Surprise! A same-sex marriage story that gets religion

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For the latest Christian Chronicle, I wrote a news story on judicial authorities in the Pacific Northwest state of Washington formally admonishing a superior court judge — also a Church of Christ elder — for voicing his preference not to perform same-sex marriages.

As part of that story, I cited the Wall Street Journal’s recent reportpraised by GetReligion — on wedding professionals in at least six states running headlong into state antidiscrimination laws after refusing for religious reasons to bake cakes, arrange flowers or perform other services for same-sex couples.

I quoted Lori Windham, senior counsel with the Becket Fund for Religious Liberty in Washington, D.C., on the religious liberty implications:

“In states that don’t recognize same-sex marriage or civil unions, this is less likely to be a problem,” Windham told the Chronicle. “But in states where there are same-sex unions, then some Christian business owners might be at risk.

“This is a developing area of law, so it’s too early to tell how these cases are going to turn out,” added Windham, a member of the Fairfax Church of Christ in Virginia and a graduate of Abilene Christian University in Texas. “I am hopeful that courts and state legislatures will strike a balance between marriage laws and religious freedom.”

In past GetReligion posts — here, here and here, for example — I’ve highlighted the tendency of some major media to produce one-sided stories on the religious debate over same-sex marriage.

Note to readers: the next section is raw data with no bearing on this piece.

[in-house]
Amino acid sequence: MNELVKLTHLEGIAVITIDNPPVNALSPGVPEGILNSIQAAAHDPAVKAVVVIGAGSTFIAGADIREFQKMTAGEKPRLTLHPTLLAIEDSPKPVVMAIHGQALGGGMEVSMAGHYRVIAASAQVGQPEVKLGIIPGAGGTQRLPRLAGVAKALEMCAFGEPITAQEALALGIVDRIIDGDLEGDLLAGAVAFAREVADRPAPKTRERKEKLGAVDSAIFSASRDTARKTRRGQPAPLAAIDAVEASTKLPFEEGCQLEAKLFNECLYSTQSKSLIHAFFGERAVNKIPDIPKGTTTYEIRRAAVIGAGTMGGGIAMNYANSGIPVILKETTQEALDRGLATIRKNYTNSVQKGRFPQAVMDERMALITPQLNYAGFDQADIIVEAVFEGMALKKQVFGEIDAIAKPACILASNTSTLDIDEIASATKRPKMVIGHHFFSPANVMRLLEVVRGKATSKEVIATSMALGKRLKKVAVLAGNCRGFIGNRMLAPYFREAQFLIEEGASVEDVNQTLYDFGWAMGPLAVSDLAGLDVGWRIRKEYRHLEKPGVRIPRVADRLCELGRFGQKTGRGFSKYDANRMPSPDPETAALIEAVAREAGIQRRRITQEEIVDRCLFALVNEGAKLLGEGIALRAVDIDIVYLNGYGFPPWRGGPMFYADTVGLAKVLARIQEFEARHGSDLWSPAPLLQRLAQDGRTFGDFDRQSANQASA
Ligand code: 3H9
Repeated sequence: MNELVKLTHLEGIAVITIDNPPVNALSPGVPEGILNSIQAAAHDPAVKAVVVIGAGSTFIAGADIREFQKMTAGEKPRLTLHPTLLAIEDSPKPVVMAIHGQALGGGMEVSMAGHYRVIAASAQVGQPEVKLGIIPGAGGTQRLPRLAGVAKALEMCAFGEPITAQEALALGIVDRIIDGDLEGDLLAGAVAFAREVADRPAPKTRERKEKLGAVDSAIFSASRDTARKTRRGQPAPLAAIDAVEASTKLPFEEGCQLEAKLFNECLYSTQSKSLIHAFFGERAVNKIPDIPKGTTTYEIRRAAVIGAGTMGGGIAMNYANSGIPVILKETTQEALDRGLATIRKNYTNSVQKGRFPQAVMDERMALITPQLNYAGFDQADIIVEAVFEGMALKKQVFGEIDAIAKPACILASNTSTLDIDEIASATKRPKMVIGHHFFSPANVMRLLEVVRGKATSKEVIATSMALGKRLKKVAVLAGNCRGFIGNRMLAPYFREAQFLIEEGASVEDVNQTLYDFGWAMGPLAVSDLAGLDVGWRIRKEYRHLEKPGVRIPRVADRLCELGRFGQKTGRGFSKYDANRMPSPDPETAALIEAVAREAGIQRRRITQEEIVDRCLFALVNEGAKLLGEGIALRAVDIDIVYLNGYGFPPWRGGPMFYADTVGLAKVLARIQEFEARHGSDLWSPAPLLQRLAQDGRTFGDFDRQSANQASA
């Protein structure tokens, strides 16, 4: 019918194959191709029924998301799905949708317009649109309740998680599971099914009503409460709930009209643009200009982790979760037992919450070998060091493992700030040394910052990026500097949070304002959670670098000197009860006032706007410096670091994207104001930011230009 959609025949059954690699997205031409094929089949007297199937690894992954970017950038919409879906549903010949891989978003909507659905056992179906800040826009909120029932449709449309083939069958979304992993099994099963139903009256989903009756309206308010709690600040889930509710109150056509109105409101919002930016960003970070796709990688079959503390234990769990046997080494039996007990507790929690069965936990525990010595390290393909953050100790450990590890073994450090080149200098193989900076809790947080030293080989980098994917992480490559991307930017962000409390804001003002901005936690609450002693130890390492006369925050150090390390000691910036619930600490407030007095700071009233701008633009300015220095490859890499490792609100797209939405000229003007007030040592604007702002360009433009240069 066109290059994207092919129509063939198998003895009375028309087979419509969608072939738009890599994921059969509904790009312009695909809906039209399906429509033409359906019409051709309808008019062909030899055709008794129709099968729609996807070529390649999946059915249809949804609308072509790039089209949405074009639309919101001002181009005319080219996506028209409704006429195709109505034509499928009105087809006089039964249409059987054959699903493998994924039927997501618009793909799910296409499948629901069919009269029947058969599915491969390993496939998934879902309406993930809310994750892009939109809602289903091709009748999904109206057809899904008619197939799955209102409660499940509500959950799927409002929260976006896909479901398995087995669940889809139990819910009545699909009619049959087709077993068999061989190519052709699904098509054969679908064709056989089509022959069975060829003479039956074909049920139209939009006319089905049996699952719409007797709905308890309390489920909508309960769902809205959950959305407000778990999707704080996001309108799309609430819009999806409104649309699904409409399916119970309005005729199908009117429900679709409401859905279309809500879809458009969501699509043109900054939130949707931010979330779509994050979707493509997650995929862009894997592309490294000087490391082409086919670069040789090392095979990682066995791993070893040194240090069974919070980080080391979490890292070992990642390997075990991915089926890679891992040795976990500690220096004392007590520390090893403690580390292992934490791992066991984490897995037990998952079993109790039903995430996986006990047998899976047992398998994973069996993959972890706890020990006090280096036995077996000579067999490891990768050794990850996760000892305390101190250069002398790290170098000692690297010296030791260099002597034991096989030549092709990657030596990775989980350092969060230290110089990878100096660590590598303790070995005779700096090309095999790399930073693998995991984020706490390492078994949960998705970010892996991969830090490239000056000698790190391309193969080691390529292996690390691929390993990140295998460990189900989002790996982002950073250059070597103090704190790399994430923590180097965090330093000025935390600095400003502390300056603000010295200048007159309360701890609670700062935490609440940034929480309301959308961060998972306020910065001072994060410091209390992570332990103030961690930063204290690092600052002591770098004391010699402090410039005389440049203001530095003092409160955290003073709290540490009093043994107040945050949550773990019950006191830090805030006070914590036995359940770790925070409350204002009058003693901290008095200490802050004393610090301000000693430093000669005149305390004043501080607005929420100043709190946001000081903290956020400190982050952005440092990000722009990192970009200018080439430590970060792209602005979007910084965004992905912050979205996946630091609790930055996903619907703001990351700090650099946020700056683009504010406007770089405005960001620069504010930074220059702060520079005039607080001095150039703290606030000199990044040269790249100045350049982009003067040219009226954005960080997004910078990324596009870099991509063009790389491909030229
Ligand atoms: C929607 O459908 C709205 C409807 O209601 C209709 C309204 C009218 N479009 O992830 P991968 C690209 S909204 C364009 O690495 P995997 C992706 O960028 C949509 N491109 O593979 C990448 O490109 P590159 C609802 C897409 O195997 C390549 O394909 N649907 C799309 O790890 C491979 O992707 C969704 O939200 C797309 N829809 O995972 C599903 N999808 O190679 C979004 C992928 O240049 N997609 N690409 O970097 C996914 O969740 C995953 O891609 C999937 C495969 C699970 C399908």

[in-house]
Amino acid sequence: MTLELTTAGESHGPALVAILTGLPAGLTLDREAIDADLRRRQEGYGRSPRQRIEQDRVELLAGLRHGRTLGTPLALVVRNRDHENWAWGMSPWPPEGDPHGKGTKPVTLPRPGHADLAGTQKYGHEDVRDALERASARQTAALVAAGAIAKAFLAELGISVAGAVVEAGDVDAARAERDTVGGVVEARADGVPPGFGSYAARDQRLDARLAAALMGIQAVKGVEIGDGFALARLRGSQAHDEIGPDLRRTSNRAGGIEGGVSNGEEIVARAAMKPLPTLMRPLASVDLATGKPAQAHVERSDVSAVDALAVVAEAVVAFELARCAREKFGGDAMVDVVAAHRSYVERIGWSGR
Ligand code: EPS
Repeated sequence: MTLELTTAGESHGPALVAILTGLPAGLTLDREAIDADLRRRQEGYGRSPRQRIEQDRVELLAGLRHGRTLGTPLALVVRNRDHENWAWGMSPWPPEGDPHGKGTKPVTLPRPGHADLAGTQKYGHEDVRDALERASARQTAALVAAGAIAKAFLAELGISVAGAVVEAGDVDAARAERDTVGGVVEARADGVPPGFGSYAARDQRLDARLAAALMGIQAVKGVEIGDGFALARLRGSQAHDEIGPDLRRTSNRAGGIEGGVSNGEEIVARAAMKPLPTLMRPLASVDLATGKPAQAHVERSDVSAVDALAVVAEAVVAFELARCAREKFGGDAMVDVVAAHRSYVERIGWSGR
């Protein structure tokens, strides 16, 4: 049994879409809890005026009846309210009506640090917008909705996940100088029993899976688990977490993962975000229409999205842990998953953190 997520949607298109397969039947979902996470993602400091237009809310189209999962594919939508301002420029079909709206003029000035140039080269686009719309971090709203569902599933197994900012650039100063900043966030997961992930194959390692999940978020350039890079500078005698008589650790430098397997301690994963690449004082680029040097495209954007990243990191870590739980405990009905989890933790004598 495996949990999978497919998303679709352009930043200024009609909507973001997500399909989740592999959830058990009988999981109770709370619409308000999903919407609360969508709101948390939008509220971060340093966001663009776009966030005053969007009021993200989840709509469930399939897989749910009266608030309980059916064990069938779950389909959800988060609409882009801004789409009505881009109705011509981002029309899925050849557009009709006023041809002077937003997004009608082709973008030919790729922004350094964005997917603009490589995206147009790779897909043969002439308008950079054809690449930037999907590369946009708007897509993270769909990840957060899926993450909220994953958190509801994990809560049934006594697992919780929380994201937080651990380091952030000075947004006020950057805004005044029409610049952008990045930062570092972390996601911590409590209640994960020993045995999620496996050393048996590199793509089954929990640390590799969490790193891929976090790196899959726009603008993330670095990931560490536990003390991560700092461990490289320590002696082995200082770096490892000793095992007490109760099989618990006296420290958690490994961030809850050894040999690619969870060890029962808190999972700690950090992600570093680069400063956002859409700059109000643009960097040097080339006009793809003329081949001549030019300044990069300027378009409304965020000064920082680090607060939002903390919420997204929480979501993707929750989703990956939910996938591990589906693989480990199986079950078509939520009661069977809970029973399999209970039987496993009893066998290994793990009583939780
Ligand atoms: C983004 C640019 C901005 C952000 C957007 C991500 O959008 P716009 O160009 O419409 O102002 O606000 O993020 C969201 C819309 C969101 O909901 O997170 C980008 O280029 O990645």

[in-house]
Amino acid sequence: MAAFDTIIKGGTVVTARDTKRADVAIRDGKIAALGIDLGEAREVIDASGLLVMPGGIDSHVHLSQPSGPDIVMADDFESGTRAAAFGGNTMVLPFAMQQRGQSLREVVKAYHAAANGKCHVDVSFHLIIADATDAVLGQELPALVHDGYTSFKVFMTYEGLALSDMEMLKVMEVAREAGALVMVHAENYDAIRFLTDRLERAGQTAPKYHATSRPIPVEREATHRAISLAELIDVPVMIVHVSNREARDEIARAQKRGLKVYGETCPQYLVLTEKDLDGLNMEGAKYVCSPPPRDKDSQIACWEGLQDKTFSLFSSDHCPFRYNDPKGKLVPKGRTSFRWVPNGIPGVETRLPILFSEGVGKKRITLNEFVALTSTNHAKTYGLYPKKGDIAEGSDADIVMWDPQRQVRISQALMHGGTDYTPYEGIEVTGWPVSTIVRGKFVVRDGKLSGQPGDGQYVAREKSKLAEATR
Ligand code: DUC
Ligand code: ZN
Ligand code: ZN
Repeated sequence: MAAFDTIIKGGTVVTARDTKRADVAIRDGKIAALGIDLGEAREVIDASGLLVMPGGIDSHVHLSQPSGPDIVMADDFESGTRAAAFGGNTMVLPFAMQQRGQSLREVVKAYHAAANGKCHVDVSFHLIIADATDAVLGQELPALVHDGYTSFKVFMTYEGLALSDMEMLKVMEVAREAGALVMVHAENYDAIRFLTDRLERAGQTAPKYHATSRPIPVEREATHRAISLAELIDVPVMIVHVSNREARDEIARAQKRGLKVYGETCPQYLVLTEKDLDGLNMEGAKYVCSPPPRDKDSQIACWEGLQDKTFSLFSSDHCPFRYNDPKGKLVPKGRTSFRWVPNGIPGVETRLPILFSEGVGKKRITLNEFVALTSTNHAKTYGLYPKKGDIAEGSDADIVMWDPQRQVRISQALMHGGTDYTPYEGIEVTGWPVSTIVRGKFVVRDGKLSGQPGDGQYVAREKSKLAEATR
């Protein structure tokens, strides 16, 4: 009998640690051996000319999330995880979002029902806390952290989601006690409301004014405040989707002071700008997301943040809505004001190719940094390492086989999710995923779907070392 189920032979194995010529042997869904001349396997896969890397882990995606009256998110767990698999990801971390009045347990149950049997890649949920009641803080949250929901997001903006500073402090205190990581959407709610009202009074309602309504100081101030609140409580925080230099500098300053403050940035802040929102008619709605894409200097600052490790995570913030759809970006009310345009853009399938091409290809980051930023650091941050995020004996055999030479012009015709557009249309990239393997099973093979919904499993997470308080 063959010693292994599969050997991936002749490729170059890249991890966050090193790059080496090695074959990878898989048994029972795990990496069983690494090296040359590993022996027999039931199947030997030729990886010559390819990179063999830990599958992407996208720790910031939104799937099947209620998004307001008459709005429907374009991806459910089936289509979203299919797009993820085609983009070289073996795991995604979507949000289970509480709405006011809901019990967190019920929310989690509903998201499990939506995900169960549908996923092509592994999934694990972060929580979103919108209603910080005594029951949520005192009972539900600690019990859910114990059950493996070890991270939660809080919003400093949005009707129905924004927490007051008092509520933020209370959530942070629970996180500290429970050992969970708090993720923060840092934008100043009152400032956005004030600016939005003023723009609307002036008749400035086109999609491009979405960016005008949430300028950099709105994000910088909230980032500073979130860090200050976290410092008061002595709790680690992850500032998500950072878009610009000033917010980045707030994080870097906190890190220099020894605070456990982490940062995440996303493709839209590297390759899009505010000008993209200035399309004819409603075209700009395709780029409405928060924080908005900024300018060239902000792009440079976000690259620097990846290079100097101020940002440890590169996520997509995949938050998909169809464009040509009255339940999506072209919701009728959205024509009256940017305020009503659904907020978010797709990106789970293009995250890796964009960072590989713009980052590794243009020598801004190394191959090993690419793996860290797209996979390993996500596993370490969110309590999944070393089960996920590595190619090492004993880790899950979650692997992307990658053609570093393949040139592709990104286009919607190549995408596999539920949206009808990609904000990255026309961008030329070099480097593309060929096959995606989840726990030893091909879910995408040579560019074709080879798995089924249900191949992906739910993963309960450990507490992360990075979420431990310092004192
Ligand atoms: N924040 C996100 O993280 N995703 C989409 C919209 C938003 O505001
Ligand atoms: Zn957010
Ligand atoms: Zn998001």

But today, I come not to bury to the Chicago Tribune but to praise it. A Tribune story written this week by two reporters, including Godbeat pro Manya Brachear Pashman, focuses on the clash between Illinois’ gay marriage bill and religious liberty:

Illinois’ gay marriage bill that awaits the governor’s signature doesn’t force religious clergy to officiate at same-sex weddings or compel churches to open their doors for ceremonies. But similar safeguards aren’t spelled out for pastry chefs, florists, photographers and other vendors who, based on religious convictions, might not want to share a gay couple’s wedding day.

The lack of broader exceptions worries some who fear an erosion of religious freedoms, even as supporters of the law say it will eliminate discrimination.

“We’re going to have to wait for lawsuits to arrive,” said Peter Breen, an attorney with the Thomas More Society, a socially conservative legal group.

Critics of the bill that positions Illinois to become the 15th state to allow gay marriage point out that, though it protects clergy and houses of worship, it doesn’t spell out exemptions for people and businesses who, based on their religious beliefs, might not want to do business with same-sex couples. The text of the bill makes clear that it doesn’t alter two related laws: the Illinois Human Rights Act and the state’s Religious Freedom Restoration Act.

The Human Rights Act prohibits discrimination on the basis of sexual orientation. The Religious Freedom Restoration Act allows exemptions from certain rules as long as those exceptions don’t harm the welfare of society.

In addition to the problem faced by wedding vendors, opponents worry that the law could force some doctors, social workers and counselors to go against their personal beliefs by providing services to married same-sex couples, or have their licenses revoked.

The Tribune does an excellent job of highlighting the concerns of religious opponents of same-sex marriage and the legal issues at play.

And yes, the Chicago paper also presents the perspective of same-sex marriage supporters: